Happy MMGM, everyone!
Today, I'm reviewing Fish in a Tree by Lynda Mullaly Hunt.
It's a sweet story about a girl who's always felt ashamed about her learning challenges, until one inspirational teacher helps her realize that she does have a lot to offer the world.
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Hardcover, 288 pages
Expected publication: February 5th 2015 by Nancy Paulsen Books
Hunt's book will inspire both readers young and old, while also making them reflect on how they interact with those who may experience similar challenges in real life.
However, her newest teacher Mr. Daniels sees the bright, creative kid underneath the trouble maker. With his help, Ally learns not to be so hard on herself and that dyslexia is nothing to be ashamed of. As her confidence grows, Ally feels free to be herself and the world starts opening up with possibilities. She discovers that there’s a lot more to her—and to everyone—than a label, and that great minds don’t always think alike.
Hunt introduces us to Ally, a young girl who has built up a reputation at every school that she's attended. However, it's not the type of reputation that most kids would want; Ally is known for being a smart aleck, and for making the type of faux pas that make other students cringe, and leave teachers questioning her motives.
But what none of her classmates or teachers realize, is that Ally isn't deliberately acting out. She's always had trouble learning, and acting disruptive is the only way she's been able to cover up those challenges. It's not until one observant teacher realizes that Ally's mind works a little differently, that she begins to realize that her challenges are able to be conquered…
I was absolutely engaged with Ally's story from the very first page. Hunt does a brilliant job of showing Ally's feelings of inadequacy in being unable to complete simple tasks like reading, and how she's refined her ability to act out to prevent those learning difficulties from being discovered.
Even as Hunt acknowledges that Ally's decision to hide her learning difficulties is misguided, she's also careful to show that it's based on a youthful and naive desire to make everyone's lives easier. This is a family with two adults in difficult positions and a loved one in combat, and it's easy to see how Ally can eventually get the idea that her problems are both unfixable, and just not as important as keeping the family in harmony. I certainly thought the same about certain problems when I was younger, and I have no doubt that other readers will see a bit of themselves in Ally, as she tries to hide her problems.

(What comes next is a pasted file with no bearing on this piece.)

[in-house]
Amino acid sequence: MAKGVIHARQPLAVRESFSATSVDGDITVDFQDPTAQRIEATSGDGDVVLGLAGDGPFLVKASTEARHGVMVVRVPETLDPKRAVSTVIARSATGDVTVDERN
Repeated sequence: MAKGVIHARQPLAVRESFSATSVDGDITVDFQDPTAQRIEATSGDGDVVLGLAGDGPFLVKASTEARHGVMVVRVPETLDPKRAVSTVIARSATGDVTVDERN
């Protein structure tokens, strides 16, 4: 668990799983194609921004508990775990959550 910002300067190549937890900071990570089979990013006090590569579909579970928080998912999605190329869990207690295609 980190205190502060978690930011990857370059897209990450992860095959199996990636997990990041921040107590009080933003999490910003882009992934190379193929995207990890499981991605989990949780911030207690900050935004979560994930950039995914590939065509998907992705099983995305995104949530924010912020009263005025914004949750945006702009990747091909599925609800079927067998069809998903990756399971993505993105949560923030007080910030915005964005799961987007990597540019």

Once Mr. Daniels and Ally's newfound friends begin to help breakdown the emotional and intellectual walls that Ally has put up in the past, we begin to see her personality shine through. She's more willing to try challenges, and readers will undoubtedly cheer her ability to use her unique way of thinking to solve classroom problems - e.g. the puzzle boxes that Mr. Daniels creates.
However, Hunt is still careful to show that Ally's problems aren't going to disappear overnight. There's an especially poignant moment in the latter half of the novel, when Ally feels like her trust in someone has been betrayed and her differences have been carelessly pointed out for an entire classroom.
Both Ally's subsequent reaction, and the explanation and apology that she receives in the process, goes a long way toward emphasizing the underlying lesson that challenges like dyslexia won't go overnight, and it sometimes takes weeks, months and even years, before the process for working with those challenges is perfected. However, it's also that very patience, acceptance and hard work which will make all the difference in the end.
While Ally's story ends on an optimistic note, it's Hunt's decision to have Ally also reach out to others with similar challenges, which touched me the most. There's a definite pay-it-foward aspect to her decision, and it's a strong reminder that helping one person conquer their fears is not only rewarding, but will likely have positive ripple effects.
It's a strong lesson to conclude the book with, and a wonderful adage for readers to apply in their own day-to-day lives.
Hunt's beautifully written tale reminds readers that it's okay to ask for help when experiencing said challenges, and that it's never, ever too late to work on those challenges. These are all important lessons for readers of all ages to experience, and I'm so happy that they'll have Hunt's book to look up to when taking their first tentative steps to empower themselves.
I highly recommend this book for all readers, but especially for educators and parents who are looking for relatable reading for the young readers in their lives.
About the author:
Lynda Mullaly Hunt's debut novel, One for the Murphys, is on twenty-one (and counting) state award lists, and has received many other honors, including Bank Street’s 2013 Best Books of the Year. She's a former teacher, and holds writers retreats for the Society of Children’s Book Writers and Illustrators. She lives in Connecticut with her husband, two children, impetuous beagle, and beagle-loathing cat. Visit her at www.lyndamullalyhunt.com.